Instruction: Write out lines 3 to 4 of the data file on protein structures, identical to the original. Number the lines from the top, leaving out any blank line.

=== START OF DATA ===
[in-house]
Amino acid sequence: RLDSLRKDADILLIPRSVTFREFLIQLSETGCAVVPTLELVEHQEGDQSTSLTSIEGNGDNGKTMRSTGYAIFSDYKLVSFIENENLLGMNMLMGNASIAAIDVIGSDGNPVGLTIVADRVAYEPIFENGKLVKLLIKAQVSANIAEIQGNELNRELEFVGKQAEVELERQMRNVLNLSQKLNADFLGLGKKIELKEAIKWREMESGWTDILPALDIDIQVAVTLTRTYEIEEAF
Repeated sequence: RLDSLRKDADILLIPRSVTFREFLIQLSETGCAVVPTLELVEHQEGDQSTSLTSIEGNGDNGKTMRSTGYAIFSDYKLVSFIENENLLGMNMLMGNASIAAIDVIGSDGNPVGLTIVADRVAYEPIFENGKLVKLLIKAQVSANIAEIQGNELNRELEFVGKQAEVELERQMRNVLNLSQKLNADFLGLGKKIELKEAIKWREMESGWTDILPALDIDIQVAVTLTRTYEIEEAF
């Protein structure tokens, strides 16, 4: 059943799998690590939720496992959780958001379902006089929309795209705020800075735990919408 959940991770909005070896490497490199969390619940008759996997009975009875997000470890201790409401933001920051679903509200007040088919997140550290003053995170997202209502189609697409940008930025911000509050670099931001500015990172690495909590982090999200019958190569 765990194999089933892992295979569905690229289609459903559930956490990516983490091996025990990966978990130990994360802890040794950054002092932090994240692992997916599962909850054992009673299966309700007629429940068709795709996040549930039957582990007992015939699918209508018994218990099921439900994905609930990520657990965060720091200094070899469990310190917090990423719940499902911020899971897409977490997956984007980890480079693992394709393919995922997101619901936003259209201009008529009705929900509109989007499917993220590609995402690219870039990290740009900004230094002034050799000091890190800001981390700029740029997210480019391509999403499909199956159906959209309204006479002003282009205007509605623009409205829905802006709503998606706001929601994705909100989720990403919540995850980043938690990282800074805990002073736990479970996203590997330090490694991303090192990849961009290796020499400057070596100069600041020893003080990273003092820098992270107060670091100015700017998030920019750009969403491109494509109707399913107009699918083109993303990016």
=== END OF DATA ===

Repeated sequence: RLDSLRKDADILLIPRSVTFREFLIQLSETGCAVVPTLELVEHQEGDQSTSLTSIEGNGDNGKTMRSTGYAIFSDYKLVSFIENENLLGMNMLMGNASIAAIDVIGSDGNPVGLTIVADRVAYEPIFENGKLVKLLIKAQVSANIAEIQGNELNRELEFVGKQAEVELERQMRNVLNLSQKLNADFLGLGKKIELKEAIKWREMESGWTDILPALDIDIQVAVTLTRTYEIEEAF
């Protein structure tokens, strides 16, 4: 059943799998690590939720496992959780958001379902006089929309795209705020800075735990919408 959940991770909005070896490497490199969390619940008759996997009975009875997000470890201790409401933001920051679903509200007040088919997140550290003053995170997202209502189609697409940008930025911000509050670099931001500015990172690495909590982090999200019958190569 765990194999089933892992295979569905690229289609459903559930956490990516983490091996025990990966978990130990994360802890040794950054002092932090994240692992997916599962909850054992009673299966309700007629429940068709795709996040549930039957582990007992015939699918209508018994218990099921439900994905609930990520657990965060720091200094070899469990310190917090990423719940499902911020899971897409977490997956984007980890480079693992394709393919995922997101619901936003259209201009008529009705929900509109989007499917993220590609995402690219870039990290740009900004230094002034050799000091890190800001981390700029740029997210480019391509999403499909199956159906959209309204006479002003282009205007509605623009409205829905802006709503998606706001929601994705909100989720990403919540995850980043938690990282800074805990002073736990479970996203590997330090490694991303090192990849961009290796020499400057070596100069600041020893003080990273003092820098992270107060670091100015700017998030920019750009969403491109494509109707399913107009699918083109993303990016």